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Commercialisation and Intellectual Property Rights in India

Intellectual property (IP) is an intangible property, where a person uses his own intellect, to create belonging, which is unique and distinctive from others, such as inventions, designs and symbols, literary and artistic works, names, and images used in commerce. The purpose of Intellectual Property Rights is to encourage new creations, artwork, and inventions, that might increase economic growth. Intellectual property includes copyright, trademarks, patents, industrial designs, geographical indicators, etc.

Nowadays, IPR is not only a legal asset but it has commercial value too. For the success of any invention and innovation, the ultimate and critical stage of the innovation process is marketing and Commercialization. Therefore, Commercialization can be defined as the process of converting an invention or creating it into a commercially viable product, service, or process.

What Is The Commercialization Of Intellectual Property?

From intellectual property viewpoint, the process of earning revenue by leveraging one's intellectual assets is called Commercialization of IP. However, the process is complex and entails to a large extent, specialised efficiency, skills, and professional knowledge.

The importance of the commercial value of Intellectual property can be sighted with an example of a movie getting leaked on the internet before its formal realise. Then a copyright theft case can be filed before the police like what happened to the movie named 'Udta Punjab' in 2016.

Types Of IP Commercialization

IP Commercialization is divided into three categories such as:
  1. Commercialization by the owner
    The owners, including an individual or a company, can commercialise their intellectual assets by themselves. This type of commercialization happens when the owner has the required knowledge about marketing and commercialization. Therefore, they believe, that partnering with any third-party organization for the sake of commercialization is not required, or the company or the individual does not have enough financial resources to partner with any other organisation, or the owner does not want to share the details of intellectual property with others then the IPR can be commercially exploited by the owner himself.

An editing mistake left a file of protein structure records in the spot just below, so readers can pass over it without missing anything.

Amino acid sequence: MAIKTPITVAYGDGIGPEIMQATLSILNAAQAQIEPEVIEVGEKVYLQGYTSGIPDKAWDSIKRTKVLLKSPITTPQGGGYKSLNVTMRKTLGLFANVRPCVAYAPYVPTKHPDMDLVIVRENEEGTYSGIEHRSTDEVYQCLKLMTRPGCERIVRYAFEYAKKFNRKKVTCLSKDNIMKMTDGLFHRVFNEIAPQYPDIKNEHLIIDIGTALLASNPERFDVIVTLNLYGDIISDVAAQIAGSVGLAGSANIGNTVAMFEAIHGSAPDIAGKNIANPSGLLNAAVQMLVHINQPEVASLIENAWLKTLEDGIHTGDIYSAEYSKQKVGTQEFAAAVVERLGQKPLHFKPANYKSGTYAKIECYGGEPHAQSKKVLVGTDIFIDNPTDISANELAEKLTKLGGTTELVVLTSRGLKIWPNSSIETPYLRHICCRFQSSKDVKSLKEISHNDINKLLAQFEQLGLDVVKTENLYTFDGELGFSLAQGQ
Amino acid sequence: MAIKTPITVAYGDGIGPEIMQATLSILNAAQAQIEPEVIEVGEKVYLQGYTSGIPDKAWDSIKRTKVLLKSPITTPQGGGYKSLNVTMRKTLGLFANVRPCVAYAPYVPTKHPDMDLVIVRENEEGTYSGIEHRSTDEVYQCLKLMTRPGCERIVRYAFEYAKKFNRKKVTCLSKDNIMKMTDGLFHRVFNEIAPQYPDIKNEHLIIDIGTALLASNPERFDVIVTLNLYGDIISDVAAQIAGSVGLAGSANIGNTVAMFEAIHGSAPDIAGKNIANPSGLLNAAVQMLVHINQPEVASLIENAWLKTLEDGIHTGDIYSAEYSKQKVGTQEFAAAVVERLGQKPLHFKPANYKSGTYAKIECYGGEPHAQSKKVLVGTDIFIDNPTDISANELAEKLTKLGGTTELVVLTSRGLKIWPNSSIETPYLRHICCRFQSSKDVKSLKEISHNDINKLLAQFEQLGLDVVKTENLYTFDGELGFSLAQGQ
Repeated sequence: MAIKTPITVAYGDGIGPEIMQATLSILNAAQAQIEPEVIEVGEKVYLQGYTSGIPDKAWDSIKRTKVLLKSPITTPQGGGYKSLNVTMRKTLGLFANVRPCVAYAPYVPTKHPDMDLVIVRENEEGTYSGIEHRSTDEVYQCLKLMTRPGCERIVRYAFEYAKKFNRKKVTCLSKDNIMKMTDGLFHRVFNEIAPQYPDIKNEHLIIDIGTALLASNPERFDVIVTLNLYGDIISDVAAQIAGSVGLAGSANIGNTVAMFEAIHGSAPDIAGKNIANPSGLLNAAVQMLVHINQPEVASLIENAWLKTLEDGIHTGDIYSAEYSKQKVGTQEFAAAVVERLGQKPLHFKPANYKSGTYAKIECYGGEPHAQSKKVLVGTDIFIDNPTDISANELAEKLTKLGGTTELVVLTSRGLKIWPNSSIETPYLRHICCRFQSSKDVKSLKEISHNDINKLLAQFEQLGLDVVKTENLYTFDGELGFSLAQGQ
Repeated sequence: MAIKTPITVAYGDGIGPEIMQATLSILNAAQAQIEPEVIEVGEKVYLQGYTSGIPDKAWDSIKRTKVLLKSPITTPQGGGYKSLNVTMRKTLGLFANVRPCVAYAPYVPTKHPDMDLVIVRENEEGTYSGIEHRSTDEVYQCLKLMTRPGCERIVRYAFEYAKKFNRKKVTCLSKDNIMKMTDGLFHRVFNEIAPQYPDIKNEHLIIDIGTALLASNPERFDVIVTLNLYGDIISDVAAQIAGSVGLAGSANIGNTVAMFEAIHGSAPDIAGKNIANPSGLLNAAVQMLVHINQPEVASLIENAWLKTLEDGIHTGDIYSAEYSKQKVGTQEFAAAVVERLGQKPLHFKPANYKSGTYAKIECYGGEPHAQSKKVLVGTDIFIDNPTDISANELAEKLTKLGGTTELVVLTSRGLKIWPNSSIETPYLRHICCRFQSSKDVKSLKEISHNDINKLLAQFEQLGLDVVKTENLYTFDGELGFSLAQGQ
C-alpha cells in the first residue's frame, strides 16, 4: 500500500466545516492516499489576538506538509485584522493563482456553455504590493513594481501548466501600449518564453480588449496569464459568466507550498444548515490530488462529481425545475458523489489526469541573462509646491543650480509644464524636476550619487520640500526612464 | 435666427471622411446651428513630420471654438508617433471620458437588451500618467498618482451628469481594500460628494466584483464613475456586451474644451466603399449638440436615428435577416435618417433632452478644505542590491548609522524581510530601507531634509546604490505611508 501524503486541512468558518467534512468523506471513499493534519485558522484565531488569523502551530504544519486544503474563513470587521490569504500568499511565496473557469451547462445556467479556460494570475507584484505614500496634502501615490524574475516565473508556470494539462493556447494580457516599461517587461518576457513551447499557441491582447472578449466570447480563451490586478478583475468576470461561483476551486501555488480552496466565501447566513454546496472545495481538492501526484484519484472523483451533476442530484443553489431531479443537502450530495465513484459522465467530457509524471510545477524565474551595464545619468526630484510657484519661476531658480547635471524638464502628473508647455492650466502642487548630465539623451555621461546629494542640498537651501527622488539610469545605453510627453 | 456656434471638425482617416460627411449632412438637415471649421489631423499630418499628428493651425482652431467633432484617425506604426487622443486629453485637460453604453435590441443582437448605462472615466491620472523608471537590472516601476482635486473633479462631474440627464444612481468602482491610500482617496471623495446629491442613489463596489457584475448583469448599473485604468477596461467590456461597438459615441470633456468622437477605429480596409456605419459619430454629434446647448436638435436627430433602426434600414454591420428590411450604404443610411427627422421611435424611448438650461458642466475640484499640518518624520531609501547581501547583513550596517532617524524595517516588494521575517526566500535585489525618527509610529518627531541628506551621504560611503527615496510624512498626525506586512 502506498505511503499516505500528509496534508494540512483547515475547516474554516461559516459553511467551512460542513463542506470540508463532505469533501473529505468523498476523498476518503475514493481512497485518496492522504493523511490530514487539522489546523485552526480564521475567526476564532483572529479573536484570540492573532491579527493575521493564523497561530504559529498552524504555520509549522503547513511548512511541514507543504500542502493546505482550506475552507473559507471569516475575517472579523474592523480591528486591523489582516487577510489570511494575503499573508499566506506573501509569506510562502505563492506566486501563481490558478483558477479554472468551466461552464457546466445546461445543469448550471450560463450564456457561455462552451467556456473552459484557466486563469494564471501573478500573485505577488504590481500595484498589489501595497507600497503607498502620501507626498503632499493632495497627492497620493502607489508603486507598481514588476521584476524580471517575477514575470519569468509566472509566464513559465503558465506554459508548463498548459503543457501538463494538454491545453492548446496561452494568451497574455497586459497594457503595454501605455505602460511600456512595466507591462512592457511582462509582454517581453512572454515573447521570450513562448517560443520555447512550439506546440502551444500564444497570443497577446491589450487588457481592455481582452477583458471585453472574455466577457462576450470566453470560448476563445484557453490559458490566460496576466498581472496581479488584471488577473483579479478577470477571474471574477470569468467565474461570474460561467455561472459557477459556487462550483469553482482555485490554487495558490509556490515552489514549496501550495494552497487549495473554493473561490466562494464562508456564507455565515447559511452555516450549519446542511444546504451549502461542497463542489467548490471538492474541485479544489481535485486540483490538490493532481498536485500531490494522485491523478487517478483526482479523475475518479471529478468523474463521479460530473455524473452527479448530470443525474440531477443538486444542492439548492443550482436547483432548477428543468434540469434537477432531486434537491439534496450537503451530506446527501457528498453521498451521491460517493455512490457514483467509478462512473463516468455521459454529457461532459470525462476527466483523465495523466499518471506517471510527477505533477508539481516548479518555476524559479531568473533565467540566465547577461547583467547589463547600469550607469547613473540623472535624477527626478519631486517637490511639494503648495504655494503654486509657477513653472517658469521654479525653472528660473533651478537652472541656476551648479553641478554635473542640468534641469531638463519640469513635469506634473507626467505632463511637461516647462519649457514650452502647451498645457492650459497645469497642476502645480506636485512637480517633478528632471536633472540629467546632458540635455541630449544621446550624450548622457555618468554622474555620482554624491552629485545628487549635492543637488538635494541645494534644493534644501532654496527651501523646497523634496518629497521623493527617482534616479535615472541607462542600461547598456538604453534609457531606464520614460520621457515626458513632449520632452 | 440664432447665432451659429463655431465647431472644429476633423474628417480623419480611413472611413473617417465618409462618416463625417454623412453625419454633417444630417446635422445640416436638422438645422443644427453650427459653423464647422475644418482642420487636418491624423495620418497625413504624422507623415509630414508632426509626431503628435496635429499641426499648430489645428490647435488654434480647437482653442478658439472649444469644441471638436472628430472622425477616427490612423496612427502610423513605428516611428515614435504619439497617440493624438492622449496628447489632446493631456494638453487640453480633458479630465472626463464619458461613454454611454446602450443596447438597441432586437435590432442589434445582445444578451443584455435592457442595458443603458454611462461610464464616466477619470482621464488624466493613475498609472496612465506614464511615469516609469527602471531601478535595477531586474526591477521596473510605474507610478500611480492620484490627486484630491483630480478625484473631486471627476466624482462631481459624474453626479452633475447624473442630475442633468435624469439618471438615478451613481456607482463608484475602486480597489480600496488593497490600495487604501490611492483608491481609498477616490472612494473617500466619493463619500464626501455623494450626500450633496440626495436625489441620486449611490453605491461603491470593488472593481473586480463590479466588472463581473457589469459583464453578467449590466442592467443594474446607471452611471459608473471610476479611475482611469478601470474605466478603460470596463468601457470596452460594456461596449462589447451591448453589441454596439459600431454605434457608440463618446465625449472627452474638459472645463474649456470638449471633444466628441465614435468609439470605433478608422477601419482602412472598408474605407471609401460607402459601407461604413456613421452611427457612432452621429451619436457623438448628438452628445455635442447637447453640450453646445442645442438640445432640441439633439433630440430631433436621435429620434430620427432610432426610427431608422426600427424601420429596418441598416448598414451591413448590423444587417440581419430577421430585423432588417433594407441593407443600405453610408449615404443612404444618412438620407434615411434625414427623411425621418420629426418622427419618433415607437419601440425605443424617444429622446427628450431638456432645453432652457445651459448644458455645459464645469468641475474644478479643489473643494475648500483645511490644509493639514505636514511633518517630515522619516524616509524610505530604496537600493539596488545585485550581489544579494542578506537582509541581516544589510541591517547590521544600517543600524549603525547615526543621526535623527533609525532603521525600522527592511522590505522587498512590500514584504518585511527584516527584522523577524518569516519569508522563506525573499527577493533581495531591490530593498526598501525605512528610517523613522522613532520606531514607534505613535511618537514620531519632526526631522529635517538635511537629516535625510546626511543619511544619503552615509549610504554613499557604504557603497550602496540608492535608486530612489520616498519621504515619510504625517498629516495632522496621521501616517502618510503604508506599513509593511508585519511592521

However, it could be very risky as the owners might not be an expert in IP, and they might miss out on certain legal prerequisites which are essential for product Commercialization. Whereas, an IP expert, is expected to know not just the legal sector, but the business environment, hence has the best position to guide the owners.

    The major obstacle in this type of commercialization is availability of necessary financial and technical capabilities to leverage your product by yourself in the market.
  2. Commercialization by assignments
    Commercialization Through Assignment

    There are two legal vehicles by which owner may commercialise their intellectual property:
    1. To sale or assign the IP,
    2. To license the IP
    In this type of commercialization, the individual or the company takes the help of an external agency, Assignment. It is one of the common modes of commercialization on IP. The term 'Assignment' is used interchangeably with 'sale'.

    In this process of assignment, the IPR Owner transfers all or any part of his right to a certain organization that will develop, produce and market the product and services. On assigning the IP to another, the transferee gets all the benefits as well as liabilities that are attached to the owner of the Intellectual Property.

    Selling a patent, trademark, or copyright to a third party so that they have absolute ownership over such IP is one illustration of an assignment. The assignor is the person who transfers possession, and the assignee is the person who receives possession.